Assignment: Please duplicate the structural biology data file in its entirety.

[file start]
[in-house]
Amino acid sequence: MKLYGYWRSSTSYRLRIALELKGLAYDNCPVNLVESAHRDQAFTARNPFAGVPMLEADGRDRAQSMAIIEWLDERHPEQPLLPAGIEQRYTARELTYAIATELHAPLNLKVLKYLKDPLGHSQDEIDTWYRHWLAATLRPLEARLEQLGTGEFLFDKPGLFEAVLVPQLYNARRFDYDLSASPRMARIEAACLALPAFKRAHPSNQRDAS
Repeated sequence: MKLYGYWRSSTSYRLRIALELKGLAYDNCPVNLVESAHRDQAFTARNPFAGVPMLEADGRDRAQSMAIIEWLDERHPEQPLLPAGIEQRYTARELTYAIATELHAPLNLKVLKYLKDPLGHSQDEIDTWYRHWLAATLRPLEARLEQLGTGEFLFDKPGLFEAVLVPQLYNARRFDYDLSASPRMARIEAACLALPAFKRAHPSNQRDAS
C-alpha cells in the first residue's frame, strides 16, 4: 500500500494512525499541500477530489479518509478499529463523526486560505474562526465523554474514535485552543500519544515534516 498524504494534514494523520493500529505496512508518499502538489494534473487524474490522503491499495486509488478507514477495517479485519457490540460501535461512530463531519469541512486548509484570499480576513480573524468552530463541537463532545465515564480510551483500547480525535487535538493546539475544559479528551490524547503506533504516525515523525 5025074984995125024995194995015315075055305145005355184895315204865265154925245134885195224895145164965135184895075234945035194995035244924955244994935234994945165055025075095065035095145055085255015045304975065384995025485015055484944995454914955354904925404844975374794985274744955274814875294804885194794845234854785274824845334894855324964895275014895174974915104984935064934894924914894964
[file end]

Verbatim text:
[in-house]
Amino acid sequence: MKLYGYWRSSTSYRLRIALELKGLAYDNCPVNLVESAHRDQAFTARNPFAGVPMLEADGRDRAQSMAIIEWLDERHPEQPLLPAGIEQRYTARELTYAIATELHAPLNLKVLKYLKDPLGHSQDEIDTWYRHWLAATLRPLEARLEQLGTGEFLFDKPGLFEAVLVPQLYNARRFDYDLSASPRMARIEAACLALPAFKRAHPSNQRDAS
Repeated sequence: MKLYGYWRSSTSYRLRIALELKGLAYDNCPVNLVESAHRDQAFTARNPFAGVPMLEADGRDRAQSMAIIEWLDERHPEQPLLPAGIEQRYTARELTYAIATELHAPLNLKVLKYLKDPLGHSQDEIDTWYRHWLAATLRPLEARLEQLGTGEFLFDKPGLFEAVLVPQLYNARRFDYDLSASPRMARIEAACLALPAFKRAHPSNQRDAS
C-alpha cells in the first residue's frame, strides 16, 4: 500500500494512525499541500477530489479518509478499529463523526486560505474562526465523554474514535485552543500519544515534516 498524504494534514494523520493500529505496512508518499502538489494534473487524474490522503491499495486509488478507514477495517479485519457490540460501535461512530463531519469541512486548509484570499480576513480573524468552530463541537463532545465515564480510551483500547480525535487535538493546539475544559479528551490524547503506533504516525515523525 5025074984995125024995194995015315075055305145005355184895315204865265154925245134885195224895145164965135184895075234945035194995035244924955244994935234994945165055025075095065035095145055085255015045304975065384995025485015055484944995454914955354904925404844975374794985274744955274814875294804885194794845234854785274824845334894855324964895275014895174974915104984935064934894924914894964